You might not know it from what passes for economic commentary on cable TV, but the U.S. economy remains pretty sick. Last week’s report of 3.5 percent GDP growth in the third quarter seemed like cause to celebrate – until you looked more carefully at the data and saw that virtually all of the upside came from temporary government stimulus. As the head of a revered British firm told a crowd of fellow CEOs in Washington the same day, “if we gave that many drugs to a dead man, he’d dance too.” The next day, the report on personal incomes showed consumption continuing to slump, along with incomes. In coming months, the media and the administration will trumpet more reports of “good news” which actually will provide little comfort to most American businesses and households. GDP may grow even faster in the fourth quarter as the stimulus continues to run its course and businesses stop cutting inventories that already are down to the bone. After that, we could yet face a second dip down, a possibility raised last week by Harvard economist Martin Feldstein.
We could even face more upheaval in financial markets already growing giddy again. In fact, Nouriel Roubini, the NYU economist who warned us in 2006 and 2007 that the end of the housing bubble could wreck the financial markets, now sees a new bubble forming from trillions in new investments by financial institutions playing the declining dollar off of other currencies. Moreover, he also sees an inevitable bust coming, with devastating new costs. He’s certainly correct that currency plays are very risky, since exchange rates can turn unexpectedly on a dime. That’s actually a variant of what happened to the Long Term Credit Management fund in the late-1990s. The big bets placed by that single fund, and the liabilities of its Wall Street investors, nearly brought down the financial system. What’s happening now is on a much bigger scale, and the underlying system is a lot more vulnerable.
If we do dodge Roubini’s latest bullet, the bad news eventually will run its course – though it probably will take at least another year, and longer than that for employment to recover. By that time, it will be more obvious that we don’t have a national strategy to avoid another boom-and-bust cycle and produce sustained gains for most people. It’s hard to face, but the Treasury and Congress have to give up their comforting assumption that the handful of financial institutions which dominate our capital markets are driven to behave in ways that ultimately produce good times for everyone. In some periods, markets do work nearly as well as that – from the latter 1950s and through the 1960s, for example, and again in the latter 1980s and through the 1990s. At other times, distorting new conditions bound the system, and markets go a little haywire. That’s what unfolded in the latter 1920s and through the 1930s, again in the 1970s, and now it’s happening again. So it’s time to retire the economic strategies of the last 25 years or so, which relied on efficient markets to drive those who run its largest institutions to work their will for everyone else’s benefit.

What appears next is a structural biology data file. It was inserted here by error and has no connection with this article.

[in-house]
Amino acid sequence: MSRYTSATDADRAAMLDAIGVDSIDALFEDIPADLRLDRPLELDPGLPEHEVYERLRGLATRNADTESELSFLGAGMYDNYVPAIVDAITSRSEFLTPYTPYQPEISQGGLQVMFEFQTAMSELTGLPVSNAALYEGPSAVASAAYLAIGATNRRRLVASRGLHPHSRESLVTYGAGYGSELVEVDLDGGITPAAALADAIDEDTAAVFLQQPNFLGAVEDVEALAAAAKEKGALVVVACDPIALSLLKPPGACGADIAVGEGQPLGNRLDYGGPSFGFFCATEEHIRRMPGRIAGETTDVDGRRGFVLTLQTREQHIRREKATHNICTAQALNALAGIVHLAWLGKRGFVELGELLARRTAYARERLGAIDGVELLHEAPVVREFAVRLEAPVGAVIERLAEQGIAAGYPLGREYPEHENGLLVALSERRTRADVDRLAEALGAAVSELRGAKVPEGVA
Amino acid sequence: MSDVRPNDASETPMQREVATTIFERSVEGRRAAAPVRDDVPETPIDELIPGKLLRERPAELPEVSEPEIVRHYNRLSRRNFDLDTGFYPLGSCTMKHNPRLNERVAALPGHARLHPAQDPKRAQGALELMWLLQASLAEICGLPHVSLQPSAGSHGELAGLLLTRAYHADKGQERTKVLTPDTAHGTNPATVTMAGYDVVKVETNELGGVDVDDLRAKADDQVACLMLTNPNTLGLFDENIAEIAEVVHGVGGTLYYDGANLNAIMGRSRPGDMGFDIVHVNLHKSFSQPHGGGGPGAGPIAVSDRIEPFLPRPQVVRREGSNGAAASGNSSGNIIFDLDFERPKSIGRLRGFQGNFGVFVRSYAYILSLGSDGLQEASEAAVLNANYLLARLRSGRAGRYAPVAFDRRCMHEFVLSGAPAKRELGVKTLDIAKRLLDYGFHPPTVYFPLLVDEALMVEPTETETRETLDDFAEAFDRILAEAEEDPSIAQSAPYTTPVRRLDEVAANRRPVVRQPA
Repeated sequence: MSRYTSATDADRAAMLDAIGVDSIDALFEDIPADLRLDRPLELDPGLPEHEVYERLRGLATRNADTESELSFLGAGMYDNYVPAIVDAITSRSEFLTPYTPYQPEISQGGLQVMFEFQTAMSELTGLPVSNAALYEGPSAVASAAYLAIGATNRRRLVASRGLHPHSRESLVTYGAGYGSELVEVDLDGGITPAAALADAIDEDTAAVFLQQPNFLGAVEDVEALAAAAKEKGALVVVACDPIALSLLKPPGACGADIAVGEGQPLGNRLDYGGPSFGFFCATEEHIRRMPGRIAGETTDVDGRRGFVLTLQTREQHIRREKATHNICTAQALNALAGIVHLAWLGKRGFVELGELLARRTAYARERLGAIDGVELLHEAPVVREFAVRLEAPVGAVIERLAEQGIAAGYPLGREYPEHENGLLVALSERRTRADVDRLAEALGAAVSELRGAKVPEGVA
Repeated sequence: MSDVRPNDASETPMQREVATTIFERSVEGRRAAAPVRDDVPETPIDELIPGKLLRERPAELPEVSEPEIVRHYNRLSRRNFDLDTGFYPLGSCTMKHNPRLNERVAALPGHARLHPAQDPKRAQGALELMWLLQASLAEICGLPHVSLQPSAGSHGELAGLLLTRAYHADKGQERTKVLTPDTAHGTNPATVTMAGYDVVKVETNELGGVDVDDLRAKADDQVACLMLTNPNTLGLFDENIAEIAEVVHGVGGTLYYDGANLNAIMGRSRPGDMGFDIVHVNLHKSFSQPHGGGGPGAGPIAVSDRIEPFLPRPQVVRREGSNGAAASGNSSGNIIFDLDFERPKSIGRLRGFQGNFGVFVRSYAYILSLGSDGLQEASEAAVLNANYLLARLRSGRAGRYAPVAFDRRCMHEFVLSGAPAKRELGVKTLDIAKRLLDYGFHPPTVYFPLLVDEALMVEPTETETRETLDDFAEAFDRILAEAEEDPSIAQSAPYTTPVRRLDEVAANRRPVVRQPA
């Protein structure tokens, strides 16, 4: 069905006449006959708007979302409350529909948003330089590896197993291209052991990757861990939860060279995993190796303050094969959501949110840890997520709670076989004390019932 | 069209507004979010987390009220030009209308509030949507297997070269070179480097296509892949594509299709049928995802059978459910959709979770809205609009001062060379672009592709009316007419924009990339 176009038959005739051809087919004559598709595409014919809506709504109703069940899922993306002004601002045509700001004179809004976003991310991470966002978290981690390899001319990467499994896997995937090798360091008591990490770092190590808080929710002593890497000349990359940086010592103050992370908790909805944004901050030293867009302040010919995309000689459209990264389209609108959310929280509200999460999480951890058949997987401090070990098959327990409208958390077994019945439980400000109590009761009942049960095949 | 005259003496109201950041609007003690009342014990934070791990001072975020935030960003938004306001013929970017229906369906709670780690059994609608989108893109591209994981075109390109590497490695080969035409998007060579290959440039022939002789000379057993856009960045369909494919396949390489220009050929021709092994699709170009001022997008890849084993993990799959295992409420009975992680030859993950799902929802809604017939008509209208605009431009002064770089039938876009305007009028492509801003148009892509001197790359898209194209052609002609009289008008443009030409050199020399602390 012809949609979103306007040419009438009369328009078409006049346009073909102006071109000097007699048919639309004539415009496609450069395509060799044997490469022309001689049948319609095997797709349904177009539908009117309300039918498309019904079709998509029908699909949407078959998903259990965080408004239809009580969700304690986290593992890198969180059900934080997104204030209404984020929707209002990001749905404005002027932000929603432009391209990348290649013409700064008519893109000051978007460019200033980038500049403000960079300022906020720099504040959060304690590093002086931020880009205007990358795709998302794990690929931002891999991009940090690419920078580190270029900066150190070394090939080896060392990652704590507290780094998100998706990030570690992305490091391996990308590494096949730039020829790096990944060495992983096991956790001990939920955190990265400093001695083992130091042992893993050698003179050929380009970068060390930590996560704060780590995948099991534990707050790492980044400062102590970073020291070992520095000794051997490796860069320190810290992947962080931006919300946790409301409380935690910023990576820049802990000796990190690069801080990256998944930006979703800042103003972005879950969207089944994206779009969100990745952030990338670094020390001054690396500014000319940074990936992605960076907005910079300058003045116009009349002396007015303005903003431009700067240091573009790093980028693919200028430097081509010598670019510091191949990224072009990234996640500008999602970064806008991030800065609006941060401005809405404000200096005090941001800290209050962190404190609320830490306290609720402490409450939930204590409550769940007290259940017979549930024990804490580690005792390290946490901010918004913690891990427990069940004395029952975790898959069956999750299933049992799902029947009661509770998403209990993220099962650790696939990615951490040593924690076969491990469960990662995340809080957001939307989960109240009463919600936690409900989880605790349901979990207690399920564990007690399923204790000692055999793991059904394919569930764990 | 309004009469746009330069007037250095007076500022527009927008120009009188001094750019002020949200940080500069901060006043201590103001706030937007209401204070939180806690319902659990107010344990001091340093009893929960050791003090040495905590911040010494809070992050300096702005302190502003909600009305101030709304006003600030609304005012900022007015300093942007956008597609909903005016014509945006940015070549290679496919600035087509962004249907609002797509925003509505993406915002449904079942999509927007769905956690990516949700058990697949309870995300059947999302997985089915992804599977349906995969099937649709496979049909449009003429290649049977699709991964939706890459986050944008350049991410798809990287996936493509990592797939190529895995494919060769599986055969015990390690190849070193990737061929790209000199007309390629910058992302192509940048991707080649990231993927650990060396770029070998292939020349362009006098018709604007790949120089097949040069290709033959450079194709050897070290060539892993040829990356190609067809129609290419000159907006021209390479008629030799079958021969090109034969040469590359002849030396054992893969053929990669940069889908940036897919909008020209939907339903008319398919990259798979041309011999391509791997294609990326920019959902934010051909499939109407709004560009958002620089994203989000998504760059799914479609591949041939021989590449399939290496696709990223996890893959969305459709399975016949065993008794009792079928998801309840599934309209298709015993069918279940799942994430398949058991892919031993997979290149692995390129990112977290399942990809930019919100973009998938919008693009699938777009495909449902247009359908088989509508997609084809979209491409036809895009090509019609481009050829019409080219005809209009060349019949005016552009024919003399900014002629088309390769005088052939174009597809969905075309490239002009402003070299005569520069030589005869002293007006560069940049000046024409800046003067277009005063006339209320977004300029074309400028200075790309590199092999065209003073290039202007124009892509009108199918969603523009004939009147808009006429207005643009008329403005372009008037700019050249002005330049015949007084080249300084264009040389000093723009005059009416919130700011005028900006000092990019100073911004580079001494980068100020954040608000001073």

What we need now is a new debate over the terms of a new economic strategy. One place to begin is by limiting some of the risks taken by institutions that dominate critical markets, which the rest of us also depend on. It’s hard to do, because it’s very difficult to even measure and monitor those risks. It also means effectively limiting the profits available to the society’s richest companies, and how often does that happen?
A greater challenge will involve facing up to the way that the fast-evolving global economy has undermined our capacity to create jobs and deliver rising incomes for most people. It’s not about sending jobs to China. Rather, it’s about how hard it’s become for many companies, facing intense competition from tens of thousands of new foreign and domestic businesses created in globalization, to raise their prices when their cost go up. So as their health care and energy costs have marched up, they’ve cut other costs – starting with jobs and wages. And whenever this crisis and downturn truly end, the intense competitive pressures that indirectly eat into the American incomes will be as strong as ever.
The debate has to begin with the recognition that in this period at least, markets won’t cure these problems. If we truly want to restore steady wage gains, there will be no way to avoid serious government steps to slow future cost increases in health care and energy. A new strategy also has to acknowledge our only certain competitive edge in a global economy. In the country where the idea-based economy took hold first, our companies and workers still do better than most of their counterparts elsewhere in developing powerful new innovations, adopting them across the economy, and adapting them to their own particular circumstances. We have to generously fund both the seeds and the infrastructure of innovation. And we should help everyone develop the flexibility demanded to operate effectively in innovation-dense workplaces, by funding universal opportunities for people to upgrade their skills and education every year.